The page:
The standard MELD scale consists of three objective and easily obtainable variables: the international normalized ratio (INR), serum bilirubin, and serum creatinine [19]. Bilirubin is a well-established marker of hepatic metabolic function, while the INR reflects coagulopathy associated with synthetic dysfunction. The third component, i.e., creatinine level, is used to assess the severity of renal dysfunction. Kidney and liver dysfunction is commonly observed in HF patients and is closely correlated with adverse outcomes and increased risk of mortality [19]. Therefore, assessment of cardio-hepatic and cardio-renal interactions using the MELD scale may also improve risk stratification in HF patients [19]. The ability of the MELD score to predict clinical outcomes has been confirmed in different HF populations [20, 21]. However, the MELD score has one important limitation: it cannot be applied in patients treated with oral anticoagulants due to the distortion of INR values [21]. As an alternative to the traditional MELD system, the modified Model for End-Stage Liver Disease (modMELD) and the MELD excluding INR (MELD-XI) were developed [20–22]. The modMELD is identical to the standard version except for the substitution of the INR component with albumin [20], whereas the MELD-XI score is based on creatinine and bilirubin alone [21]. Given that INR is not used in their calculation, the modifications of the MELD scale remain accurate even if the patient receives oral anticoagulation. For this reason, the MELD-XI and modMELD scales seem to be superior to the standard MELD score, especially in cohorts of patients with advanced HF referred for HT evaluation or undergoing VAD implantation [19, 20, 23, 24].

Interagency Registry For Mechanically Assisted Circulatory Support classification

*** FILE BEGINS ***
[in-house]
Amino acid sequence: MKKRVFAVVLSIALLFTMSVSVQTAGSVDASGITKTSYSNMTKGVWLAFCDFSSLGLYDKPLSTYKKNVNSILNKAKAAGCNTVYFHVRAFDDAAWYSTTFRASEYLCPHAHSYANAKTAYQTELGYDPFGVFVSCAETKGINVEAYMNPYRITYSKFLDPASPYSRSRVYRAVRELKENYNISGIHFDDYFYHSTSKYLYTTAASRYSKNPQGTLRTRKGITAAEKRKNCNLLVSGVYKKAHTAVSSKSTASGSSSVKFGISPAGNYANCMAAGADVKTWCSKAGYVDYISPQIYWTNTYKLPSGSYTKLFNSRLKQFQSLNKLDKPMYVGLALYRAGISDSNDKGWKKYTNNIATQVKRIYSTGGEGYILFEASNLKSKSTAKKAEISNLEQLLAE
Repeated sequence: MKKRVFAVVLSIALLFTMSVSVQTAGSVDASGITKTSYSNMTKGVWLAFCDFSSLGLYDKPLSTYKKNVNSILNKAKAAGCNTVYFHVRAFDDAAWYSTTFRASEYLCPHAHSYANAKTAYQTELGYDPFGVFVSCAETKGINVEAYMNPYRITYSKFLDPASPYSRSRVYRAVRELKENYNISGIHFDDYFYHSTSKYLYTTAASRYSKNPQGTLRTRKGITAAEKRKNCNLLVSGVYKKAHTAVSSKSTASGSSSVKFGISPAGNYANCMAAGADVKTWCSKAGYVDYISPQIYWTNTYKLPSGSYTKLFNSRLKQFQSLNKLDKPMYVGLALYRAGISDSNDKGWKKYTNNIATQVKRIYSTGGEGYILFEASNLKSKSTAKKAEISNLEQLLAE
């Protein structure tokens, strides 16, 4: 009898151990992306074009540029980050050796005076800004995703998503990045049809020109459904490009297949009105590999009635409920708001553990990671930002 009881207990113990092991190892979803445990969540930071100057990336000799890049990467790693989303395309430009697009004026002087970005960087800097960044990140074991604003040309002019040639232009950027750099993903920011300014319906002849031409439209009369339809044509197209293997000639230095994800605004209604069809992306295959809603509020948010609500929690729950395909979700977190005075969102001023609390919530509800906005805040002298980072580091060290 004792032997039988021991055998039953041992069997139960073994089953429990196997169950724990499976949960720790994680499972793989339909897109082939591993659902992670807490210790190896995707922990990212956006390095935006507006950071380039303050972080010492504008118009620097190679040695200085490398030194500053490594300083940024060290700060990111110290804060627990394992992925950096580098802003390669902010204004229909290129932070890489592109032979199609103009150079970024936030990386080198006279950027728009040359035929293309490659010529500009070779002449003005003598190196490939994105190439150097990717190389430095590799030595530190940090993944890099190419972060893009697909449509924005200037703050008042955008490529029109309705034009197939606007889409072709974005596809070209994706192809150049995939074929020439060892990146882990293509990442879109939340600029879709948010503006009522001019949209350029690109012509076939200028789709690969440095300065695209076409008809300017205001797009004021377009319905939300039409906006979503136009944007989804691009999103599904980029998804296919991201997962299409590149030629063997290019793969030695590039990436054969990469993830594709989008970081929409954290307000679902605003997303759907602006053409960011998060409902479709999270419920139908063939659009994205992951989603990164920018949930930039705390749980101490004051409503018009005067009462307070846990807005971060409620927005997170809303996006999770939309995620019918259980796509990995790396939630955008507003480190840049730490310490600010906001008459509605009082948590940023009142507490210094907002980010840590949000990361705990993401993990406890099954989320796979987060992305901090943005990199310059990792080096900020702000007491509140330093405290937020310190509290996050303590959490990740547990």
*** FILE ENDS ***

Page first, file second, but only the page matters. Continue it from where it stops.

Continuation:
The most commonly used system for the subjective evaluation of the severity of HF symptoms is the classification of the New York Heart Association (NYHA) [25]. However, it does not allow accurate grading of risk, especially in populations with advanced HF, which prompted the development of the new INTERMACS (Interagency Registry For Mechanically Assisted Circulatory Support) classification. It consists of seven clinical profiles, ranging from patients on the brink of death (INTERMACS level 1), who have little chance of surviving, to patients who are clinically stable and do not currently have indications for urgent interventions (INTERMACS level 7) (Table I) [26]. The INTERMACS profiles were devised during the development of the database from a multicenter registry of VAD to unify the criteria describing the clinical characteristics of advanced HF patients, clarify the target populations for VAD implantation, and present the available treatment alternatives [4, 26, 27].
This scale also provides important prognostic information for HF patients receiving VADs [4, 26, 27]. Patients who do not require inotropic support before VAD implantation (INTERMACS profiles 4–7) have significantly better survival and shorter hospital stays than patients on high doses of inotropes (INTERMACS profiles 1–3) [28]. The INTERMACS profiles are also used to stratify prognosis after urgent HT [4, 29]. The mortality rate among INTERMACS level 1 patients is significantly higher than among INTERMACS level 2–4 patients in the first year after HT. The poor post-HT outcomes in INTERMACS level 1 patients are mostly due to the high incidence of primary graft failure and multiorgan dysfunction. In addition, the patients at INTERMACS level 1 are more likely to require preoperative mechanical circulatory support and greater doses of vasoactive amines; furthermore, dysfunction of the liver and kidneys in such patients is more severe [4, 29]. The main advantage of the INTERMACS classification that makes it useful in evaluating prognosis is its ability to precisely stratify the clinical and hemodynamic condition of candidates for HT or VAD implantation (Table I) [4, 26–29].